Equality

‘Danny Says’: Life Of a Punk Rock Influencer

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Danny Fields doesn’t sing, he’s not a household name, but he was so pivotal in the evolution of punk rock that his adventures as a music industry influencer are documented in the film “Danny Says,” opening at the Sundance Sunset Cinemas in West Hollywood today, Sept. 30, 2016, as well as on digital platforms, including Amazon Video, VOD and iTunes.

Brendan Toller

Brendan Toller

“I’m a super fan of his for what he did for culture at large,” says director Brendan Toller. “My life was changed by the Stooges, changed by the Ramones, changed by the MC5, the Velvet Underground, changed by all these bands he helped champion. And this is the template for modern American music today.”

One might see Danny Fields as a brilliant mastermind who lifted punk rock into the mainstream. Or as an astute fan in search of friends, who was smart enough to foresee what would resonate with disaffected youth of the ‘60s and ‘70s. The film’s title comes from the song “Danny Says,” written by the Ramones, showing the immense weight that his words carried as a journalist, promoter, manager and friend.

Interviews with Judy Collins, Iggy Pop, Alice Cooper, Tommy Ramone, Jonathan Richman, John Cameron Mitchell and others show the impact Fields had on performers, as well as with industry people.

He ran in the same circles as Andy Warhol, Nico, Lou Reed, and Jim Morrison. He saw originality in the Ramones and the Stooges.

“I found out about Danny reading rock books,” says Toller. “Books about the Doors and Jim Morrison, and Jean Stein’s book about Edie Sedgwick [“Edie: An American Biography”]. I actually thought there must be two or three Danny Fields.”

He met Fields while making his first documentary, “I Need That Record,” while at Hampshire College in Amherst, Mass.

“My dad had an early run as a program director at this radio station in New Haven,” Toller says, explaining his early exposure to the music industry. “My dad ended up in the insurance business,” he says, and that made him realize, “Oh man, this is not the life I want to live.”

Toller’s second feature documentary is a big step closer to his goal to have a career as a filmmaker. “I really hope it inspires people, to show them that even if you’re not inclined to be a musician or an artist, there are other ways to affect the culture, there are other ways to make a difference.

“Even if you feel like you’re the only kid … who likes different music and different people; likes boys or girls or nobody, it’s OK, there’s a way to find like-minded people. That’s what’s so inspiring about Danny’s story, I think for the first 20 years of his life, there were not many friends, there were not many people like him. Somehow, it started tilting more and more his way.”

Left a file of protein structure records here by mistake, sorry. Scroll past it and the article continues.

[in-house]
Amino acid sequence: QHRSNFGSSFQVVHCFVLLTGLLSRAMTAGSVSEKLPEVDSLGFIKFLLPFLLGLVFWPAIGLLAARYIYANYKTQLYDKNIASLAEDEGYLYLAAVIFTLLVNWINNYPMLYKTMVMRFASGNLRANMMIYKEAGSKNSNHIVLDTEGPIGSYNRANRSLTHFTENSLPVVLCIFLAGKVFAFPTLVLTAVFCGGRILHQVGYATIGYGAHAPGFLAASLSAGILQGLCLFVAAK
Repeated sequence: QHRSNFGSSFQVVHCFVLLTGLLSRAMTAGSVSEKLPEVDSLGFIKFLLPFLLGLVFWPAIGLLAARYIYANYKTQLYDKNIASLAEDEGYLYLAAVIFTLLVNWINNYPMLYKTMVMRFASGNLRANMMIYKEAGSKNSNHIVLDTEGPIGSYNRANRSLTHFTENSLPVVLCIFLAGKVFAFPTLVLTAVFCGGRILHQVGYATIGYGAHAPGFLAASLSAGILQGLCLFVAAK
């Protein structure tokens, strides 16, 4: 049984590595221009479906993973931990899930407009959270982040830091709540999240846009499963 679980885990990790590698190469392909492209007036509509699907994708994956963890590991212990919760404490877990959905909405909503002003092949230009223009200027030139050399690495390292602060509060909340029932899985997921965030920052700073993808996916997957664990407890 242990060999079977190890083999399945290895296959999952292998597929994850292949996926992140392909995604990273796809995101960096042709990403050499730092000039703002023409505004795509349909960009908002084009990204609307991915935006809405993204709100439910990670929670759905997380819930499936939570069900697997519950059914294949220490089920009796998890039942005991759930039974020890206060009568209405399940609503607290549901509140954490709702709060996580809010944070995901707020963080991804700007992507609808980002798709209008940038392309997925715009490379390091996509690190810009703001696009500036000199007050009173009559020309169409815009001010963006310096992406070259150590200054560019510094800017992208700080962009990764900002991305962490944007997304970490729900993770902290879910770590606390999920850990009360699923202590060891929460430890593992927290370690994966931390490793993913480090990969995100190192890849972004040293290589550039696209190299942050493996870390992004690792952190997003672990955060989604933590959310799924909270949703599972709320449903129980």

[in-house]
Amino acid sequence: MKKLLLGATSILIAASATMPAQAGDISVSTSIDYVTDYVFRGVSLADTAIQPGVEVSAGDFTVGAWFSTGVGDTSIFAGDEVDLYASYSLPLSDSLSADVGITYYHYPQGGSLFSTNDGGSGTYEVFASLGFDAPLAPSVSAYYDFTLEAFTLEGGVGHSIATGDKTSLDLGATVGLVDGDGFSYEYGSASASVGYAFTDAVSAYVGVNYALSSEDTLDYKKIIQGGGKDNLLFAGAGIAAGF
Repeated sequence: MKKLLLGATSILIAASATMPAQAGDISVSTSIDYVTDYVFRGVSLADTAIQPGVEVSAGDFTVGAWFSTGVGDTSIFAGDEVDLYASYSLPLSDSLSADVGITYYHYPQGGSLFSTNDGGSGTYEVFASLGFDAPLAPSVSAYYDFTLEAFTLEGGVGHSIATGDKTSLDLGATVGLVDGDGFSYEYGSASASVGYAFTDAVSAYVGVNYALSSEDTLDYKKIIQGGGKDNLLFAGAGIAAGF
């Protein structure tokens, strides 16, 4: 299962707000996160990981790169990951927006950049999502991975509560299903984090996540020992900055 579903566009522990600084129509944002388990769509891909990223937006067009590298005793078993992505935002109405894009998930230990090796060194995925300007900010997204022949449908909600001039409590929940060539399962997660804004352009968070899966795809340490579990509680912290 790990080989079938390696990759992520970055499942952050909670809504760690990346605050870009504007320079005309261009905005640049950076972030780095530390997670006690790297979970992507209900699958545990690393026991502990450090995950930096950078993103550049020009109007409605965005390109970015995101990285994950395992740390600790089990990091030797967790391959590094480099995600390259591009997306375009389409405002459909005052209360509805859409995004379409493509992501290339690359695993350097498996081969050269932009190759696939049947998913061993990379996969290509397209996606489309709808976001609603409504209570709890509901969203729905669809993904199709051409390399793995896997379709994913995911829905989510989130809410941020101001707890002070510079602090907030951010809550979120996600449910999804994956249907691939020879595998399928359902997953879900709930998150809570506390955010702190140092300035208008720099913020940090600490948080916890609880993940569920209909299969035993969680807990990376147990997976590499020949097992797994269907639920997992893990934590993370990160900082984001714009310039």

Fields had so many connections and “saved everything,” says Toller, that he’s become a valuable resource for researchers, and the main source for archival images and recordings for this film.

“Danny kept personal files, correspondence with everyone he was interested in or kept in touch with. It’s unbelievable.”

Toller also delves into Fields’ personal life. As gay man who meandered between the hippie drug culture and the intellectual outcasts of Warhol’s Factory, he had the ability to connect people.

“What’s great about Danny,” says Toller, “is that he could take these incredibly odd artists that had, to other people, little or no value, give context and an argument as to why they were important, worth a listen or a look so they could knock us over.

“It’s really refreshing to see someone who’s not defined by his sexuality, not defined by his job, but he just is Danny Fields and that’s his gift to the world.”

Toller laughs, adding: “I don’t think there was a grand scheme, I think every day woke up and thought, how am I going to get paid, how am I going to get laid and am I going to make rent. Now we look back and it seems like there was this agenda, this constant thread, but I don’t think there was, other than he had really great taste, and [created] the platform for really influential artists to break through.”

For more about the film “Danny Says,” see the website.

Journalist Laurie Schenden covers the entertainment industry, with many of her notable celebrity interviews appearing in the Los Angeles Times and other national and international publications. As a longtime columnist and feature writer for the LA Times, she also covered events and California destinations for the lifestyle, Outdoors and Travel sections. Laurie Schenden's international pieces include the long-running Where Are They Now celebrity feature for Spotlight Magazine, published in five languages. Laurie has also contributed to numerous documentary films, and is currently producing a documentary for her own company, Saving Grace Films.

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